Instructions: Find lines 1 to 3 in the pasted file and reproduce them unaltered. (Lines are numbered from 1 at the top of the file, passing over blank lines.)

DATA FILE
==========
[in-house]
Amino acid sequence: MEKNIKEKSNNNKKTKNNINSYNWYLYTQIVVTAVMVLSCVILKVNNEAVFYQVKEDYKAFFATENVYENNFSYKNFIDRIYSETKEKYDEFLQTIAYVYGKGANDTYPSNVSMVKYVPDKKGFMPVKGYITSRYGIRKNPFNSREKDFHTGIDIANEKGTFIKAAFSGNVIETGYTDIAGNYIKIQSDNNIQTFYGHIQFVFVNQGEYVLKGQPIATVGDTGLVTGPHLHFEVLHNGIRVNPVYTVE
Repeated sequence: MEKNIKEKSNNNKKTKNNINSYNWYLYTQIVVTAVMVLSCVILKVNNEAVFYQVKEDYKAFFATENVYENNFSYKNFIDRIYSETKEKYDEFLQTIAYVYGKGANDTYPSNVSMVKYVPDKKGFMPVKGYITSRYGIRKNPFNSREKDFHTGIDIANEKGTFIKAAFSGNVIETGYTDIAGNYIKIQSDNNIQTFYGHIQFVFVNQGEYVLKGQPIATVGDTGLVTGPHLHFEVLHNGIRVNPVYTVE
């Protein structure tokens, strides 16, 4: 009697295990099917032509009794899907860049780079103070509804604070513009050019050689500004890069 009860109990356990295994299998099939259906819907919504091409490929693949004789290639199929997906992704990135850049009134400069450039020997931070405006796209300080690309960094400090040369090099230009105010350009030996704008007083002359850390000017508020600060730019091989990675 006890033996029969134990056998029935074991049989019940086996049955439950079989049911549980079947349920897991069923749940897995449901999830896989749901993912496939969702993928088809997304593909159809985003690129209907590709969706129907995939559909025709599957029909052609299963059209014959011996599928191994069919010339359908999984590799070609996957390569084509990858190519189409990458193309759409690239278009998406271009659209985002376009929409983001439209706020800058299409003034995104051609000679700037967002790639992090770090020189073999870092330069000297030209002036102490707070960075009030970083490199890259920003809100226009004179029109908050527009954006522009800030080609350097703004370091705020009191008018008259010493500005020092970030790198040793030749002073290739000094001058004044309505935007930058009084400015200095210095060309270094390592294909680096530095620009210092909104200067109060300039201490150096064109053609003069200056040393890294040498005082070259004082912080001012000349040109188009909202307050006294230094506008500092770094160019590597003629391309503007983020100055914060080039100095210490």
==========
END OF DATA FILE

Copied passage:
[in-house]
Amino acid sequence: MEKNIKEKSNNNKKTKNNINSYNWYLYTQIVVTAVMVLSCVILKVNNEAVFYQVKEDYKAFFATENVYENNFSYKNFIDRIYSETKEKYDEFLQTIAYVYGKGANDTYPSNVSMVKYVPDKKGFMPVKGYITSRYGIRKNPFNSREKDFHTGIDIANEKGTFIKAAFSGNVIETGYTDIAGNYIKIQSDNNIQTFYGHIQFVFVNQGEYVLKGQPIATVGDTGLVTGPHLHFEVLHNGIRVNPVYTVE
Repeated sequence: MEKNIKEKSNNNKKTKNNINSYNWYLYTQIVVTAVMVLSCVILKVNNEAVFYQVKEDYKAFFATENVYENNFSYKNFIDRIYSETKEKYDEFLQTIAYVYGKGANDTYPSNVSMVKYVPDKKGFMPVKGYITSRYGIRKNPFNSREKDFHTGIDIANEKGTFIKAAFSGNVIETGYTDIAGNYIKIQSDNNIQTFYGHIQFVFVNQGEYVLKGQPIATVGDTGLVTGPHLHFEVLHNGIRVNPVYTVE